Presentation on theme: "Fact Sheet. Matthew Bourne New Adventures August 1992."— Presentation transcript:
Matthew Bourne New Adventures
Contemporary and Balletic Exaggerated but realistic use of gestures Choreographic Style – is it serious, funny? What was it influenced by? Has the music and dance got a close relationship? A reworking of a traditional ballet Narrative and comic Influenced by theatre and film Close relationship between the dance and music
In all versions of The Nutcracker Clara falls in love. In Matthew Bourne’s Nutcracker! Clara has a crush on the boy Nutcracker. Some of the orphans make fun of her. When she is given her toy, the Nutcracker soldier, she is distraught when he is locked away and tries to get him out. When the cupboard doors fly open her Nutcracker is now a full-size puppet. He helps the orphans escape and when Clara is left alone he reveals himself to be a human young man. They travel together to the Frozen Lake but it is here that Princess Sugar wants him for herself. Clara follows them to Sweetieland and is accompanied by her two friends the twins who are now cupids and after many failed attempts Clara and her Nutcracker are finally reunited back in the Orphanage where they escape together.
Clara is forced to fend for herself after she has been deserted by Nutcracker, she is befriended by the two cupids who guide her but it is only she who can make things actually happen.
Clara leaves the safety of the Orphanage and visits two different worlds, the Frozen Lake and Sweetieland. She meets characters she could only dream of.
The magical worlds in the Nutcracker have sometimes been portrayed as dreams and sometimes we are led to believe it may well have been a reality. In Matthew Bourne’s Nutcracker! Clara dreams about a world a million miles away from her home at the Orphanage.
The Classical Ballet – Nutcracker Same Music Images of a Victorian Childhood
Two Acts with 9 Episodes Cast of 24 Dancers
Name of Composer- Tchikovsky Composed in 1892 for original Ivanov Ballet. The music belongs to the Romantic period. The most recognisable pieces of music from Tchaikovsky’s ballet are the Dance of the Sugar Plum Fairy, the Trepak (Russian dance) and The Waltz of the Flowers. He also uses toy instruments during the Christmas Party scene. Tchaikovsky’s score is extremely engaging and the music tells amazing stories with wonderful melodies. Sound helps to create the atmosphere of the production. In particular additional sound effects are used when the orphans receive their toys. When Fritz plays with his toy gun additional sound effects are used to create a bigger sound and more dramatic effect.
Name of Costume Designer – Anthony Ward From the grey smocks and shorts of the orphanage to the all-white ice-skating attire, the costumes enhance every moment of the story. In Sweetieland the costumes are extremely important as this informs the audience of what sweetie each dancer represents. Colourful and over the top to show characters. Cultural influences and literal references to sweets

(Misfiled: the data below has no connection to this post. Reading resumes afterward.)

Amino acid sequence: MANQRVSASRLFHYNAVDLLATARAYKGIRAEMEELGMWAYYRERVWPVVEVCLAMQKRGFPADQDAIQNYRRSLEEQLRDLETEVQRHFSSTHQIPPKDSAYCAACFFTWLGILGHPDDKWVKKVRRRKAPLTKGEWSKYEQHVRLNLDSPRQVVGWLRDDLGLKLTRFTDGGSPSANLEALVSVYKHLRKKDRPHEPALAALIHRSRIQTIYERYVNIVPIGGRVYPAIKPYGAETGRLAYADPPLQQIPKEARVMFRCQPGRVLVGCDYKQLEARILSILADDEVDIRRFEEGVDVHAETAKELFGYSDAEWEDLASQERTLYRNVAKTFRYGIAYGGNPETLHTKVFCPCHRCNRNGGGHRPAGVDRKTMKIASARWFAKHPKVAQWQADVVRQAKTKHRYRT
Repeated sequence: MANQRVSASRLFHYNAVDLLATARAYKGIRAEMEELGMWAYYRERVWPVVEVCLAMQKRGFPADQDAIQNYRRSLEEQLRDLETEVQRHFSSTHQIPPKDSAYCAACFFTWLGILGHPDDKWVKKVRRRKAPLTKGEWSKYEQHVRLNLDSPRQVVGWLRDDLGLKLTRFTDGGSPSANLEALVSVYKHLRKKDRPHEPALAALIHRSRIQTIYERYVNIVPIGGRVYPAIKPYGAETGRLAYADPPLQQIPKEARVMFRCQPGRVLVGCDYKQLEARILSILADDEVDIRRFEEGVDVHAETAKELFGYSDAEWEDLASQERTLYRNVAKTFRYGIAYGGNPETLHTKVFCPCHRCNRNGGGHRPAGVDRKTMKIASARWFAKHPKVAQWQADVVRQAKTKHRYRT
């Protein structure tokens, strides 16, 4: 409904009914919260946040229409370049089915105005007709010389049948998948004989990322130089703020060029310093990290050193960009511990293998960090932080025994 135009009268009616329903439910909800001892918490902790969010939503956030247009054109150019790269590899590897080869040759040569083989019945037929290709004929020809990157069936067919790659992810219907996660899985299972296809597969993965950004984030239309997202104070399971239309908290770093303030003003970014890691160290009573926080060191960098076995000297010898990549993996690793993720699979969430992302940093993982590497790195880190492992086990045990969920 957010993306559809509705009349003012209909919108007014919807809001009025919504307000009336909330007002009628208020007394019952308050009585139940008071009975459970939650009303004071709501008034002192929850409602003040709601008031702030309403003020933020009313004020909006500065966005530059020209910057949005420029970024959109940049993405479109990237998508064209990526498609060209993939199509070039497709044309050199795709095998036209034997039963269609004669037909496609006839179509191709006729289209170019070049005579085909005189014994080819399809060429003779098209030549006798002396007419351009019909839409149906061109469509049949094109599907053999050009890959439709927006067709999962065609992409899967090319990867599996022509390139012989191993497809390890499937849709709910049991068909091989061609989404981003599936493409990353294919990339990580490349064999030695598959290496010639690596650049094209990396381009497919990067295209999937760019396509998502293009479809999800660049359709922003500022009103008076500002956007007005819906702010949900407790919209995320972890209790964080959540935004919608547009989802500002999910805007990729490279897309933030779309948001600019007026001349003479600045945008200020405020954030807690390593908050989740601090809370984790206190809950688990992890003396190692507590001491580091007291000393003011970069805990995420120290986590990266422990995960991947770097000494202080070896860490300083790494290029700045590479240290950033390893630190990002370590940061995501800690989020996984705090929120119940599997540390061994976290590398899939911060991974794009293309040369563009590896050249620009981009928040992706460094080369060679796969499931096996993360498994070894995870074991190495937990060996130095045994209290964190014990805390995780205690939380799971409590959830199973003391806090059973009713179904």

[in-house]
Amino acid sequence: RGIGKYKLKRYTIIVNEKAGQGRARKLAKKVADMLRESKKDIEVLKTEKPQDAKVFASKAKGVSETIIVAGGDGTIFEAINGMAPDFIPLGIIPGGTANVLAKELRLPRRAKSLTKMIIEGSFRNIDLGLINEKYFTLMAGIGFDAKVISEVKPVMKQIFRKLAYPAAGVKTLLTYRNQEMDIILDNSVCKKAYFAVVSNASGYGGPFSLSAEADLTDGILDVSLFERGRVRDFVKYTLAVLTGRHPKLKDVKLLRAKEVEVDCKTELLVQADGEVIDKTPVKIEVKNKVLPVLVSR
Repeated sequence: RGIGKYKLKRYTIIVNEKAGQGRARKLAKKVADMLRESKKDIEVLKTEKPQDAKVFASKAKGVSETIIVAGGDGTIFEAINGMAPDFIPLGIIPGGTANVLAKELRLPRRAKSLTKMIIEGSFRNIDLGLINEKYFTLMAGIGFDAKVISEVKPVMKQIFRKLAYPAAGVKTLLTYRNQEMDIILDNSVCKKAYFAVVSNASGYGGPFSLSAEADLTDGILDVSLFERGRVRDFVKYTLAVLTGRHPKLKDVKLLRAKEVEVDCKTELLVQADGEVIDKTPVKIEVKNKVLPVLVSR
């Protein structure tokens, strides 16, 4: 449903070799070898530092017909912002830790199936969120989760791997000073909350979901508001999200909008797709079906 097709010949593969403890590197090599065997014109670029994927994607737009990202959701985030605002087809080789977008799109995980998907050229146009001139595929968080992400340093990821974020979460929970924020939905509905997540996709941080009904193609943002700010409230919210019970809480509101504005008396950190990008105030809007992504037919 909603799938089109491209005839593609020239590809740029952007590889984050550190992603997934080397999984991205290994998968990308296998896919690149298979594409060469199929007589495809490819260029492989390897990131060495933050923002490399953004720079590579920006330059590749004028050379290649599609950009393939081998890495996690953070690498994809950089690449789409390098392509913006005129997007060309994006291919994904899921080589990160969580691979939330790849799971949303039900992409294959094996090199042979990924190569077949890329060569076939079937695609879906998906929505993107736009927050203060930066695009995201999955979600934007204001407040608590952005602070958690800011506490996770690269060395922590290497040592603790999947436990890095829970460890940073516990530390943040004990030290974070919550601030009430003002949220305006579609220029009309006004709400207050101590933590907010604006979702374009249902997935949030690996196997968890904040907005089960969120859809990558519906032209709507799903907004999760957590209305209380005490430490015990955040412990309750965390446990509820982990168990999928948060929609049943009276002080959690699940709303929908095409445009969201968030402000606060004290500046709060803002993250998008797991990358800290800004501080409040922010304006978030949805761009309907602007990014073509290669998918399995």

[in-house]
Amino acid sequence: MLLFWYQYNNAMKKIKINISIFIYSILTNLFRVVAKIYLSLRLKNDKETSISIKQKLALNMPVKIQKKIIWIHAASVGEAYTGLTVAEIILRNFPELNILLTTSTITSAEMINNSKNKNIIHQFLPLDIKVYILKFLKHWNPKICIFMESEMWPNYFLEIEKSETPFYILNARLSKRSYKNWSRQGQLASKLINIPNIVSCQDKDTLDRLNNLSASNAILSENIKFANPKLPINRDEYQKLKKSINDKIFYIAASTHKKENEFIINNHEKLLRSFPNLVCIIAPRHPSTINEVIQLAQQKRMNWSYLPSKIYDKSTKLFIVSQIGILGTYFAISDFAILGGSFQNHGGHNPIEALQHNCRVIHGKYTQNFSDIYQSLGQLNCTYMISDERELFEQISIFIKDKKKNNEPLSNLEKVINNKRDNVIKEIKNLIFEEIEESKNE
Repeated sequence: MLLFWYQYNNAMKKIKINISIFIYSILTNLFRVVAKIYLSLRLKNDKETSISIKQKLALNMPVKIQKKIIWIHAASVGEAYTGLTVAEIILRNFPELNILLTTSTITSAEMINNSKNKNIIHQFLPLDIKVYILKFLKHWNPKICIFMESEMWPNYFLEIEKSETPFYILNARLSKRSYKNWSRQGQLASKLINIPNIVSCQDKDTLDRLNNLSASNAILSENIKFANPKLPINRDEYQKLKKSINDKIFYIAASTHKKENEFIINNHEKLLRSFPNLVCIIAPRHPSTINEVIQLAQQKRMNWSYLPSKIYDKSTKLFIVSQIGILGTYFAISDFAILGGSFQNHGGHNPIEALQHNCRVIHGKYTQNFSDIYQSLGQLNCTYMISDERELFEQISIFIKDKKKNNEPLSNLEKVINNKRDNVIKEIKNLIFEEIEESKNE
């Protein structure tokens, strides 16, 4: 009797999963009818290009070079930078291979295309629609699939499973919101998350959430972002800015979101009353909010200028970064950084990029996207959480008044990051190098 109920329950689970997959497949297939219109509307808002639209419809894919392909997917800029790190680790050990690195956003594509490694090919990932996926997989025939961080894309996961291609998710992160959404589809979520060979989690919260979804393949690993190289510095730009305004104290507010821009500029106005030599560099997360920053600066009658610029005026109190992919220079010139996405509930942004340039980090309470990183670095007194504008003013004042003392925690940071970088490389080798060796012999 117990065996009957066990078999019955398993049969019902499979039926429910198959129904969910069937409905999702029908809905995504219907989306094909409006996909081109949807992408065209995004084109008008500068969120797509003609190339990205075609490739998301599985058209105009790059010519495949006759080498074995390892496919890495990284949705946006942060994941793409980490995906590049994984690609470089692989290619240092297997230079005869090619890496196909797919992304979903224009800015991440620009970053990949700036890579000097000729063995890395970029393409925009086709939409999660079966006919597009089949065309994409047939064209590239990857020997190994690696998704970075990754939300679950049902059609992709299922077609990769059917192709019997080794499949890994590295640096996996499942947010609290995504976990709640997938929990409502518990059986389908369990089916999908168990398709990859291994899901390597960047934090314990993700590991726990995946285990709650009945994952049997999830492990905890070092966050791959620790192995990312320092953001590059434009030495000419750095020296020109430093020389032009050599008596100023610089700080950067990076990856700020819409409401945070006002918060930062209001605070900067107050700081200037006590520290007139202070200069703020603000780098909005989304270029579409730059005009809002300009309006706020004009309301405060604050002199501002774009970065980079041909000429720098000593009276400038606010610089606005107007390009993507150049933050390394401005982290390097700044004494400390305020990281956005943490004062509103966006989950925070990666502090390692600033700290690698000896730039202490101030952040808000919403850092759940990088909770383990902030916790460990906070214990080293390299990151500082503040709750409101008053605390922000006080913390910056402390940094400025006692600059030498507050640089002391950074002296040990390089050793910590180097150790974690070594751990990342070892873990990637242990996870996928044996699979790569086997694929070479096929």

Name of lighting designer – Howard Harrison Theatrical, helps to create atmosphere Lighting and colour play a significant role in expressing the different worlds, indicating a change of world similar to the use of black and white and colour in The Wizard of Oz.
Name of Set Designer – Anthony Ward Partially realistic but larger than life and almost cartoon like. Scene 1 is an austere, drab orphanage with iron beds. There is an interval scene on a frozen lake and scene 2, entered through a large mouth, represents Sweetieland – complete with a massive three tier wedding cake. The designer, Anthony Ward worked with Matthew Bourne to create two contrasting worlds. The first world is Christmas Eve in an Orphanage and the second world is one of dreams and fantasy.
The production opens in a dilapidated Orphanage, it is a large grey room with an imposing clock that watches every move that the orphans make. It is unwelcoming with cracking plaster on every wall. The misshapen furniture looms over the orphans as they dance and clean the nooks and crannies. When the Nutcracker comes to life the room starts to crack, the walls begin to split open, and the Christmas tree from the earlier celebration grows to an enormous height. The orphans then escape through the cracks to another world. The next world we enter is a magical frozen lake where the Snowflakes scene from the traditional Nutcracker becomes an ice-skating extravaganza. From here Act Two opens in Sweetieland, where the backdrop is now a glitter- lipped mouth, providing the entrance to Sweetieland itself. The highlight of Act Two is the wedding cake upon which all the characters dance and eat, slurp and lick the cake whilst dancing upon and around each of the three- tiers. It is an entirely fantastical set and one that conjures up images of candy-canes and Christmas sugar delights.